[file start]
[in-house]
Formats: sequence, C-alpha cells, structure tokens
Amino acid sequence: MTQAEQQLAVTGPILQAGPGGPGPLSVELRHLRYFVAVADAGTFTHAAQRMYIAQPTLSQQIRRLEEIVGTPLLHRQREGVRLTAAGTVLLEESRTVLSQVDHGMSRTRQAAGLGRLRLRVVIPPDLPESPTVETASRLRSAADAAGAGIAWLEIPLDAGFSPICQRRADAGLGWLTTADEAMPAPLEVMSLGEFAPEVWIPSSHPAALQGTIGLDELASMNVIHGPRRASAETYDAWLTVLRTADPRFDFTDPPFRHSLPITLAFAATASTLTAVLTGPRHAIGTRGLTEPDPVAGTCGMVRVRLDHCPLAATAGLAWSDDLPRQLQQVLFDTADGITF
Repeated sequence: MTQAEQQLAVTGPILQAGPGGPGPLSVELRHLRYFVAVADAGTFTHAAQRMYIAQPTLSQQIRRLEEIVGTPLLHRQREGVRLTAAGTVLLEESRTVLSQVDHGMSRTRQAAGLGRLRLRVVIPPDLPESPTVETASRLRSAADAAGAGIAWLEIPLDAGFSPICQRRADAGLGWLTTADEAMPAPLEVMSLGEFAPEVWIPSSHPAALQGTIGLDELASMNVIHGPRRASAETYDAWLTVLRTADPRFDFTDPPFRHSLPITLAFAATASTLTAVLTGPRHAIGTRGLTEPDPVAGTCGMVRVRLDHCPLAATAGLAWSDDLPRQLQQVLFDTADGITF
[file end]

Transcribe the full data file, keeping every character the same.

[in-house]
Formats: sequence, C-alpha cells, structure tokens
Amino acid sequence: MTQAEQQLAVTGPILQAGPGGPGPLSVELRHLRYFVAVADAGTFTHAAQRMYIAQPTLSQQIRRLEEIVGTPLLHRQREGVRLTAAGTVLLEESRTVLSQVDHGMSRTRQAAGLGRLRLRVVIPPDLPESPTVETASRLRSAADAAGAGIAWLEIPLDAGFSPICQRRADAGLGWLTTADEAMPAPLEVMSLGEFAPEVWIPSSHPAALQGTIGLDELASMNVIHGPRRASAETYDAWLTVLRTADPRFDFTDPPFRHSLPITLAFAATASTLTAVLTGPRHAIGTRGLTEPDPVAGTCGMVRVRLDHCPLAATAGLAWSDDLPRQLQQVLFDTADGITF
Repeated sequence: MTQAEQQLAVTGPILQAGPGGPGPLSVELRHLRYFVAVADAGTFTHAAQRMYIAQPTLSQQIRRLEEIVGTPLLHRQREGVRLTAAGTVLLEESRTVLSQVDHGMSRTRQAAGLGRLRLRVVIPPDLPESPTVETASRLRSAADAAGAGIAWLEIPLDAGFSPICQRRADAGLGWLTTADEAMPAPLEVMSLGEFAPEVWIPSSHPAALQGTIGLDELASMNVIHGPRRASAETYDAWLTVLRTADPRFDFTDPPFRHSLPITLAFAATASTLTAVLTGPRHAIGTRGLTEPDPVAGTCGMVRVRLDHCPLAATAGLAWSDDLPRQLQQVLFDTADGITF